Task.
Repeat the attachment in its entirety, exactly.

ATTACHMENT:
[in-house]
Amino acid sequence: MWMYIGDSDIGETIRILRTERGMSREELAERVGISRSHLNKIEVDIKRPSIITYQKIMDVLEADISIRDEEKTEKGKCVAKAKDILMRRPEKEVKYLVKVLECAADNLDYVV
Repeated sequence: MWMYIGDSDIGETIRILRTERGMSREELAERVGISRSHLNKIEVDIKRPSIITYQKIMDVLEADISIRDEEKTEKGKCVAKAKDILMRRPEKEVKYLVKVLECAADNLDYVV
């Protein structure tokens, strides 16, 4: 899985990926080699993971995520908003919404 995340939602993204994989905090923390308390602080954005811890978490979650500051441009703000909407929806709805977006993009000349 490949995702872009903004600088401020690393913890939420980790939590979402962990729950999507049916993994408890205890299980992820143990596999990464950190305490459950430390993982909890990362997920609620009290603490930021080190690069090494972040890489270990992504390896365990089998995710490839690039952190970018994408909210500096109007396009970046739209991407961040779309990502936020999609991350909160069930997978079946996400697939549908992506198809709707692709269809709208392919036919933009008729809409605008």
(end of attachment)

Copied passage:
[in-house]
Amino acid sequence: MWMYIGDSDIGETIRILRTERGMSREELAERVGISRSHLNKIEVDIKRPSIITYQKIMDVLEADISIRDEEKTEKGKCVAKAKDILMRRPEKEVKYLVKVLECAADNLDYVV
Repeated sequence: MWMYIGDSDIGETIRILRTERGMSREELAERVGISRSHLNKIEVDIKRPSIITYQKIMDVLEADISIRDEEKTEKGKCVAKAKDILMRRPEKEVKYLVKVLECAADNLDYVV
């Protein structure tokens, strides 16, 4: 899985990926080699993971995520908003919404 995340939602993204994989905090923390308390602080954005811890978490979650500051441009703000909407929806709805977006993009000349 490949995702872009903004600088401020690393913890939420980790939590979402962990729950999507049916993994408890205890299980992820143990596999990464950190305490459950430390993982909890990362997920609620009290603490930021080190690069090494972040890489270990992504390896365990089998995710490839690039952190970018994408909210500096109007396009970046739209991407961040779309990502936020999609991350909160069930997978079946996400697939549908992506198809709707692709269809709208392919036919933009008729809409605008």